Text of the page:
indonesian fisher pushing boat

Informing fisheries reform and investment in Indonesia


Indonesia is the second largest fishing nation in the world and sustainable fisheries are crucial to supporting Indonesia’s economic growth and the food security, nutritional needs, and livelihoods of millions of Indonesians. However, ensuring the continuous provision of seafood to support both local and commercial needs has proven to be a challenge due to the persistence of quasi open-access, and resulting overfishing, of many fisheries. While recovering Indonesia’s overfished fisheries can provide huge economic and social benefits in the long-term, there are tradeoffs and costs associated with this process. Strategic investments are needed to kick-start fishery recovery, reduce the potential short-term societal cost of fishery recovery, and sustain management. 

Designing a coordinated strategy of improved management and value-enhancing investments requires the quantitative assessment of fishery outcomes under alternative investment and management policy scenarios. We assessed the impacts of different types of management reforms, their level of enforcement, and value-enhancing investments on select Indonesian fisheries in target Fisheries Management Areas.


In consultation with our partners from the World Bank, Walton Family Foundation, and Indonesia’s Ministry of Marine Affairs and Fisheries, we selected key species and classes of management interventions to set the foundation for our study. The three selected species groups – skipjack tuna, the snapper/grouper complex, and scads – represent important “demonstration” fisheries that include different commercial and food security characteristics, cover international, mixed, and domestic markets, and are targeted by both commercial and small-scale fishers. We considered four management classes: business-as-usual, fishing permits, total allowable catch, and individual transferable quotas. We represented various value-enhancing investments (e.g., improved cold storage, new fish processing facilities) as a single investment that raises the price of fish.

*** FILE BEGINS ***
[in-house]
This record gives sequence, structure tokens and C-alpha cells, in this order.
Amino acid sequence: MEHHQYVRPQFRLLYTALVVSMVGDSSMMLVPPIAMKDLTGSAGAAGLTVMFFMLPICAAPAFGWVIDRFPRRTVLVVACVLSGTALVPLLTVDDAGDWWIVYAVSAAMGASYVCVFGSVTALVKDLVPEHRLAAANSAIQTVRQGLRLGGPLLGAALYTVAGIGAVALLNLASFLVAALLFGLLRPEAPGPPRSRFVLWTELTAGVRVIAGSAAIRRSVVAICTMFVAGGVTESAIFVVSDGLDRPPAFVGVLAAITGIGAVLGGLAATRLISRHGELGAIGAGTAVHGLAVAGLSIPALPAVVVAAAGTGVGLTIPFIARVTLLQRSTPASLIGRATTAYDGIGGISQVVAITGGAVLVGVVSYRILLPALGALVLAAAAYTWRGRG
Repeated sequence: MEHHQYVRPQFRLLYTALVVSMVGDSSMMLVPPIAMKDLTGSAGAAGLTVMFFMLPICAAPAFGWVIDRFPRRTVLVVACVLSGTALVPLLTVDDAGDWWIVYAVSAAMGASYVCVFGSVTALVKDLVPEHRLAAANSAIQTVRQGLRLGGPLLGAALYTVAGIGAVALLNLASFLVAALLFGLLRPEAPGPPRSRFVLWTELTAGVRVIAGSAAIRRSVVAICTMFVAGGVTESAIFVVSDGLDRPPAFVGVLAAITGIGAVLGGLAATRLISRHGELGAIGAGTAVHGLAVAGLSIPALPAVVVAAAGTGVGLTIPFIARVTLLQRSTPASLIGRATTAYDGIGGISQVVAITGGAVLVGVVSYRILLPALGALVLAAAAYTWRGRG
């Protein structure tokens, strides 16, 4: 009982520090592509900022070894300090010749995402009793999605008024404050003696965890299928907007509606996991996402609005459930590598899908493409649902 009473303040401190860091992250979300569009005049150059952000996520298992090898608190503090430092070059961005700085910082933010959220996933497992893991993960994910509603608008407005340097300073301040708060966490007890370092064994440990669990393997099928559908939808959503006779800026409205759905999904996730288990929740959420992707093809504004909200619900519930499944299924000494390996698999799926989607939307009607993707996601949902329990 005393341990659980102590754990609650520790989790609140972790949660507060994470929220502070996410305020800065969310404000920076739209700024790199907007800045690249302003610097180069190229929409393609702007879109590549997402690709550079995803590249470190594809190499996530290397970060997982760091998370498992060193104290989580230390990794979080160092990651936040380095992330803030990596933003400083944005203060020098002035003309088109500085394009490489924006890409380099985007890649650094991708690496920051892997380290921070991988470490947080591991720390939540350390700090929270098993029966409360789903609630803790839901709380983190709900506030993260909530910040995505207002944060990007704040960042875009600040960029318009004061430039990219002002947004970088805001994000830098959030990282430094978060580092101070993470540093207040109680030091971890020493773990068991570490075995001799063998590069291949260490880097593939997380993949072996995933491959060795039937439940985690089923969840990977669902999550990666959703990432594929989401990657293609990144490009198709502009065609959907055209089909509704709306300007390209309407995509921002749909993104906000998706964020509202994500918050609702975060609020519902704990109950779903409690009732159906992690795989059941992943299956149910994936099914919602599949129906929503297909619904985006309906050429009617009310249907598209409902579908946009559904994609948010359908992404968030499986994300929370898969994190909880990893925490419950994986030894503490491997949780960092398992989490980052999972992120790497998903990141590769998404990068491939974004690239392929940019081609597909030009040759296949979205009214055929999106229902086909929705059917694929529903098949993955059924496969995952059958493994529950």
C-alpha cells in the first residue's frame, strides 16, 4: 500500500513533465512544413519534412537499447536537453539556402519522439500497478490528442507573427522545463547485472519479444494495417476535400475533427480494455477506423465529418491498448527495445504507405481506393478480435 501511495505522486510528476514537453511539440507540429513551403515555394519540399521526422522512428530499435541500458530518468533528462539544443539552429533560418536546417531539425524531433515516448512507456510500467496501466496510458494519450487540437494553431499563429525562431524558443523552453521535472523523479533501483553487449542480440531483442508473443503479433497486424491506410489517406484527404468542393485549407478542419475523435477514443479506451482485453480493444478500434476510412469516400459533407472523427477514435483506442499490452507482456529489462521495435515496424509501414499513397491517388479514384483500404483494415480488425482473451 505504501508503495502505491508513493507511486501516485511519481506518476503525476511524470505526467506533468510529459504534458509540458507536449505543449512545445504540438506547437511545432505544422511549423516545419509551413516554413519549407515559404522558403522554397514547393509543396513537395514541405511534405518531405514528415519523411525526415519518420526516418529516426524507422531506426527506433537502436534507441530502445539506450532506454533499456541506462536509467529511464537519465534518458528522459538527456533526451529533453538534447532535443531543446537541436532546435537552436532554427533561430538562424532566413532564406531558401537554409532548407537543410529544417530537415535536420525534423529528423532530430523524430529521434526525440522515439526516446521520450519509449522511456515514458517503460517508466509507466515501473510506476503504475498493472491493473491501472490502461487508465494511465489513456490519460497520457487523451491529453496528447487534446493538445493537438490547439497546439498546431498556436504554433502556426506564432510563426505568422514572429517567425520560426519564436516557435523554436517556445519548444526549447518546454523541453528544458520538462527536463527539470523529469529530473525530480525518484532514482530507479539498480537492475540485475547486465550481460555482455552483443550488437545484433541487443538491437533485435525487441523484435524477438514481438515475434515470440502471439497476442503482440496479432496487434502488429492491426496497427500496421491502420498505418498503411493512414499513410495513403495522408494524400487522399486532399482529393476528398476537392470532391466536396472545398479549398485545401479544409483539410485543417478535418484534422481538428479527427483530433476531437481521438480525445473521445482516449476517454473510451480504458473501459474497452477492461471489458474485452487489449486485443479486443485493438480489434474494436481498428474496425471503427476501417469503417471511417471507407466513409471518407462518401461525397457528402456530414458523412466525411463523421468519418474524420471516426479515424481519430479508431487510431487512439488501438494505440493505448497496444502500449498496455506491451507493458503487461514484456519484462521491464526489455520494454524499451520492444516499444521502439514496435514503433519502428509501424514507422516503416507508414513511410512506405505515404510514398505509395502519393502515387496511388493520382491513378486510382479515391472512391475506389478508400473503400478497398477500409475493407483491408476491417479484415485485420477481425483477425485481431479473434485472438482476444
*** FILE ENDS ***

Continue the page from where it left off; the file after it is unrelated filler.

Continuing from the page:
Using bioeconomic models tailored to each of these key species, we were able to assess the effect of various management interventions, enforcement levels, and value-enhancing investments on biomass, catch, profit, and compliance. We also examined the socio-economic and distributional impacts of investment and management interventions on small-scale and commercial fisheries (i.e. changes in catch and economic returns to these sectors).

Key Findings

Our model results gave rise to several policy-relevant findings:

  • Fisheries management reforms can lead to increased economic returns and biomass in the long-run. The magnitude of benefits from fisheries reform depends on the type of intervention implemented.
  • The presence of a large, weakly regulated small-scale fishery sector erodes many of the benefits from commercial fishery management. Therefore, management of the small-scale sector is required to fully capture the benefits of commercial sector reform.
  • Value-enhancing investments improve short-run economic returns but require strong management to sustain their benefits in the long-run.
  • Current fisheries status has a large influence on the impact of management reform and investment in the short-run. Fisheries that are currently experiencing overfishing generally receive larger relative benefits from reform than from investment. Fisheries currently experiencing light overfishing (or underfishing) receive larger relative benefits from investment than from reform.
  • The incentive to illegally fish grows as the economic benefits from fishery reform and investments accrue. As an intervention generates higher economic returns, stricter enforcement will be required.


This project is a collaboration between emLab, Dr. John Lynham at the University of Hawaii, Dr. Umi Muawanah and Duto Nugroho from Kementerian Kelautan dan Perikanan (The Indonesian Ministry of Marine Affairs and Fisheries), the World Bank, and the Walton Family Foundation.